elevator,” said Brunt. He was told to bailout… but he said ‘No, I’m going to
land this thing.’”
Because of the damage sustained by the aircraft, as he was preparing to land,
the gear in his wing broke through the skin, the plane slide sideways, flipped
over and burst into flames.
“I took it very hard,” explained Brunt, “When the expediter pulled me aside
and told me that Oly wouldn’t be coming back, I burst into tears; it was hard
for me to process.”
Richard Brunt touches a memorial plaque which honors Captain Patrick B.
Olson, who died on Feb. 27,1991 while trying to land a heavily damaged OA-10
during Operation Desert Storm. The war ended the next day.
After an emotionally charged six months in Saudi Arabia, Brunt spent the next
five years traveling the world with the A-10, supporting multiple operations.
Then, in 1996, after 17 years and 10 months in the service, Brunt was the
subject of the Air Force’s reduction in force efforts; he retired as a technical
sergeant with full benefits.
Following retirement, Brunt looked for ways to stay with the A-10. It wasn’t
until 2002, after six years of working multiple jobs in aviation, that he was
finally reunited with the aircraft.
“For years I had been trying to get back to the plane that I knew the best,
the one I spent 11 years with,” Brunt explained. “The wait had been too long.”
Richard Brunt removes a panel on an OA-10 at the "Boneyard"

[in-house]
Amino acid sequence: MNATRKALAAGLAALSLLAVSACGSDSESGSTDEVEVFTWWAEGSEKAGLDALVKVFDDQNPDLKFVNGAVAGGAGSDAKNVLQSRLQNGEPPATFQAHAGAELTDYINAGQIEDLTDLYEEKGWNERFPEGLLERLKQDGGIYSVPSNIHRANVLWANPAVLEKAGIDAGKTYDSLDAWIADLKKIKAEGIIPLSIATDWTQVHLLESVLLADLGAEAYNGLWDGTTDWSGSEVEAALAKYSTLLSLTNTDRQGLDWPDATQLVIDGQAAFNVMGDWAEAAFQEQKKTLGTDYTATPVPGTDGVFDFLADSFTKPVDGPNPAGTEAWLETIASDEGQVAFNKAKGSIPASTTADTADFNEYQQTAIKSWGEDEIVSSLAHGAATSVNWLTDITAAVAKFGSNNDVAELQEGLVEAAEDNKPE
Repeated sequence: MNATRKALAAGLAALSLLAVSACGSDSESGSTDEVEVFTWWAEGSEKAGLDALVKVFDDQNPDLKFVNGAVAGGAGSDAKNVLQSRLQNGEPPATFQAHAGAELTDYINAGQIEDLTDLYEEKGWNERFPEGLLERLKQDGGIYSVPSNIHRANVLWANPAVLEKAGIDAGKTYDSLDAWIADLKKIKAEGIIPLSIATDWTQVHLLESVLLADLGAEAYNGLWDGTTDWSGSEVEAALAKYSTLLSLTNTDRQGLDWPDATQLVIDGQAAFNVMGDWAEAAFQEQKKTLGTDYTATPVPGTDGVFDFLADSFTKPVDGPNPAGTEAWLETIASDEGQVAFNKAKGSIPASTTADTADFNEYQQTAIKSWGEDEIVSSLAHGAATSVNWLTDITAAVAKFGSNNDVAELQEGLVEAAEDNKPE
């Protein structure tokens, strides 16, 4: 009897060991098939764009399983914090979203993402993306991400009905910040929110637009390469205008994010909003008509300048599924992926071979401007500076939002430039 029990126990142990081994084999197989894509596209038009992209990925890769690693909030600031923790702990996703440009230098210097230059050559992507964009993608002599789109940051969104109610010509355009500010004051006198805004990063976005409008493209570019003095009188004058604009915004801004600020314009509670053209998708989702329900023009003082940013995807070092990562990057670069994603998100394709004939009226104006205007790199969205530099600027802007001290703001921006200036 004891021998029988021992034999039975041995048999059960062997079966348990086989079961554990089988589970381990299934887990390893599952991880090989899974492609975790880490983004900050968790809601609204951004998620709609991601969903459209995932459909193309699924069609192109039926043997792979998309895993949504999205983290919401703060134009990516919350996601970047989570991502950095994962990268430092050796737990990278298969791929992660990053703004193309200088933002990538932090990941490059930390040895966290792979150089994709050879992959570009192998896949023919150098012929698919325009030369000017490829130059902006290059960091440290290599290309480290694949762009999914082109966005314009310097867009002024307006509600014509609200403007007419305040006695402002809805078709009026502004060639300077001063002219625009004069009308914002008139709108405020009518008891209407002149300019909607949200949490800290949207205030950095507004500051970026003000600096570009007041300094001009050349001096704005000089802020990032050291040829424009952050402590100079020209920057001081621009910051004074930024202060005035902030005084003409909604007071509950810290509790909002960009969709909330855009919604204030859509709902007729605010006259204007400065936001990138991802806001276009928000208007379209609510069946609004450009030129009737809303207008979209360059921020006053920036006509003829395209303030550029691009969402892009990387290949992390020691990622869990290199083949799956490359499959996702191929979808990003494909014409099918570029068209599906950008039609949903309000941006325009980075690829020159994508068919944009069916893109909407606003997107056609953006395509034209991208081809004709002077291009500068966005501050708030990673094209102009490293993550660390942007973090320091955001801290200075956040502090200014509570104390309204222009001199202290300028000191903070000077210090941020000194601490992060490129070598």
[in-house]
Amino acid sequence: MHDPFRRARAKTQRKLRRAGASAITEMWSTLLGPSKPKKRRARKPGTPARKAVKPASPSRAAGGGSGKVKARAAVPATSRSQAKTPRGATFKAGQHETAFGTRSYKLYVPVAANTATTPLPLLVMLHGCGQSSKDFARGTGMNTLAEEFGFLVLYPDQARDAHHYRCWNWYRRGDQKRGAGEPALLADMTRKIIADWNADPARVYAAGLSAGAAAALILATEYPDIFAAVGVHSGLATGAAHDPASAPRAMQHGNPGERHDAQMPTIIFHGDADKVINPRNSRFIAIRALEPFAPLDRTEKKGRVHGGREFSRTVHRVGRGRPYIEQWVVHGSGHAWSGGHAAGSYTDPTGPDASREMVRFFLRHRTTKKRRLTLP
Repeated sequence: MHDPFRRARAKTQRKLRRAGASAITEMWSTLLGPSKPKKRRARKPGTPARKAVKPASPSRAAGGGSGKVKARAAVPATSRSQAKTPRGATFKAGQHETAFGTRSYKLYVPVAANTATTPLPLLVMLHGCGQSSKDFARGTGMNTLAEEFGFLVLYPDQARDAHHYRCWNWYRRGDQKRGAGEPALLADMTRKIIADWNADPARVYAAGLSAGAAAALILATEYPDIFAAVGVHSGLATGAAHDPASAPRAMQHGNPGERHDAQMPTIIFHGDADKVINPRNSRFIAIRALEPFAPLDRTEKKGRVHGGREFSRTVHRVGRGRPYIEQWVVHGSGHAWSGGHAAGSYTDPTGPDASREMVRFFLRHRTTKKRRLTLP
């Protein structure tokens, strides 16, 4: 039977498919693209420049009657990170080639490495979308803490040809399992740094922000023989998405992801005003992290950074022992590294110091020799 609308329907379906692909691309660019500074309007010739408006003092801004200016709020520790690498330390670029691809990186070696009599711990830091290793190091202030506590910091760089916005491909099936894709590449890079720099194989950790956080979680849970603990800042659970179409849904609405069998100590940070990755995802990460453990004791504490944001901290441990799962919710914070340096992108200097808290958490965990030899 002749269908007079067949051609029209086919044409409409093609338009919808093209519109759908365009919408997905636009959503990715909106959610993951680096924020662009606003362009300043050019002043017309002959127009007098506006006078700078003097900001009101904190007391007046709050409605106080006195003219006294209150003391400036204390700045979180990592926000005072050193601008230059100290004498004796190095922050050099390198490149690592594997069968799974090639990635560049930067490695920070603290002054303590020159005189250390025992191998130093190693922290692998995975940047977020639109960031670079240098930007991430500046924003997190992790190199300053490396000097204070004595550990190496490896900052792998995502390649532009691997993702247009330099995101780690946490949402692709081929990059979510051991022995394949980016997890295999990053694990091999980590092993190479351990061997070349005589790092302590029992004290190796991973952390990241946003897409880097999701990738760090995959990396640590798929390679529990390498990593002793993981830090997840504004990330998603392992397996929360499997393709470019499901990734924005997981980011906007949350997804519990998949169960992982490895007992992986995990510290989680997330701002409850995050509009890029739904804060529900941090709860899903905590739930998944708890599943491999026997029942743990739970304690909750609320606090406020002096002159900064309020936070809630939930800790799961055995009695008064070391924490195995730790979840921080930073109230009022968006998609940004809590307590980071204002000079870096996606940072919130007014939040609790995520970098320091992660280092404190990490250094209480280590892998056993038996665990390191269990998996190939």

While the Thunderbolts were the same, Brunt’s new involvement with them was
exactly the opposite of what it used to be. Instead of repairing them, he was
tearing them apart.
“It’s a shame going through the save list and striping them down,” Brunt said.
“It’s hard to imagine that the very aircraft that took me to all ends of the
world would soon be crushed up, salvaged and probably turned into beer cans.
“At least for now, the A-10 will live on for a few more years and the parts I
pull will keep the aircraft flying and save the tax-payers millions of dollars.
When the A-10 is finally taken out of commission, it will not be forgotten. It
has given me some of the greatest moments of my life. For that I owe it a great
deal of gratitude.”
For those traveling to Davis-Monthan that get a chance to tour the boneyard,
look for Brunt. You’ll find him hard at work, carefully stripping down the birds
he once repaired. Ask him about his time with the A-10 and you’ll see a subtle
grin and a sparkle in his eye…he’ll begin to point out his favorites starting
with the NF (Nail FAC) Desert Storm aircraft.
Richard Brunt at the 309th Aerospace Maintenance
and Regeneration Group (AMARG)
In 2010, Brunt organized the 23rd CAMS (consolidated aircraft maintenance
squadron) Reunion Group. Each year more than 40 people join their annual
gathering. They joke about the good times, drink to the bad times, and
commemorate the loss of their fallen comrades.